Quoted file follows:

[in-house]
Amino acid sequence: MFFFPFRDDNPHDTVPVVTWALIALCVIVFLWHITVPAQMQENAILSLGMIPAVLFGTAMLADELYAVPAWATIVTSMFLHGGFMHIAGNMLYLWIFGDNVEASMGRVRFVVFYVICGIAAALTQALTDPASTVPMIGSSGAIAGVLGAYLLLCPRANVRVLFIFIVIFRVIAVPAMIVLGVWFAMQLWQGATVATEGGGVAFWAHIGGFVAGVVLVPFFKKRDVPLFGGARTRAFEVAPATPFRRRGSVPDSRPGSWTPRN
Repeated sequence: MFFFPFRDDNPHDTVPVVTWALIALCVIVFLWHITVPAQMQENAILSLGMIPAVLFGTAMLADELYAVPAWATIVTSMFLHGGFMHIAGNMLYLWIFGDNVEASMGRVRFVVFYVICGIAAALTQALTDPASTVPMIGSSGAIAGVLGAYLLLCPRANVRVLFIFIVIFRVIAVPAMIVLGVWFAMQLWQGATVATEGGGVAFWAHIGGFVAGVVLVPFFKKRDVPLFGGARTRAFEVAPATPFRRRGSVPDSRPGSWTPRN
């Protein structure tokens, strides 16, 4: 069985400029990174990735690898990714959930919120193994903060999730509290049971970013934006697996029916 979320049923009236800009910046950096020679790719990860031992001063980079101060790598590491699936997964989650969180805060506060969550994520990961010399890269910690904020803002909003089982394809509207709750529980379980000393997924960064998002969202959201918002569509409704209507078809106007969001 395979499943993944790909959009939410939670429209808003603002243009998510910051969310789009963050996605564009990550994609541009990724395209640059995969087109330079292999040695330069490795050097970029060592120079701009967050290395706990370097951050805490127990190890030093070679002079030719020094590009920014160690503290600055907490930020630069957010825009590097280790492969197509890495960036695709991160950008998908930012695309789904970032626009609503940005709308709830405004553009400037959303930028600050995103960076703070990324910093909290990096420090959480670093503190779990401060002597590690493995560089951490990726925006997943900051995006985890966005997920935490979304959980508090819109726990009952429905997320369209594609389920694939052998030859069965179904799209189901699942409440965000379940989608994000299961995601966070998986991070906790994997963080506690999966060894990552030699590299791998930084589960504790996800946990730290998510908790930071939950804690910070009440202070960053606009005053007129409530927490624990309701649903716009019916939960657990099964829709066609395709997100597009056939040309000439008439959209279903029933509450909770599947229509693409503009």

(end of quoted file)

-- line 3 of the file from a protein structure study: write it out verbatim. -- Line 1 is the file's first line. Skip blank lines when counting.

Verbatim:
Repeated sequence: MFFFPFRDDNPHDTVPVVTWALIALCVIVFLWHITVPAQMQENAILSLGMIPAVLFGTAMLADELYAVPAWATIVTSMFLHGGFMHIAGNMLYLWIFGDNVEASMGRVRFVVFYVICGIAAALTQALTDPASTVPMIGSSGAIAGVLGAYLLLCPRANVRVLFIFIVIFRVIAVPAMIVLGVWFAMQLWQGATVATEGGGVAFWAHIGGFVAGVVLVPFFKKRDVPLFGGARTRAFEVAPATPFRRRGSVPDSRPGSWTPRN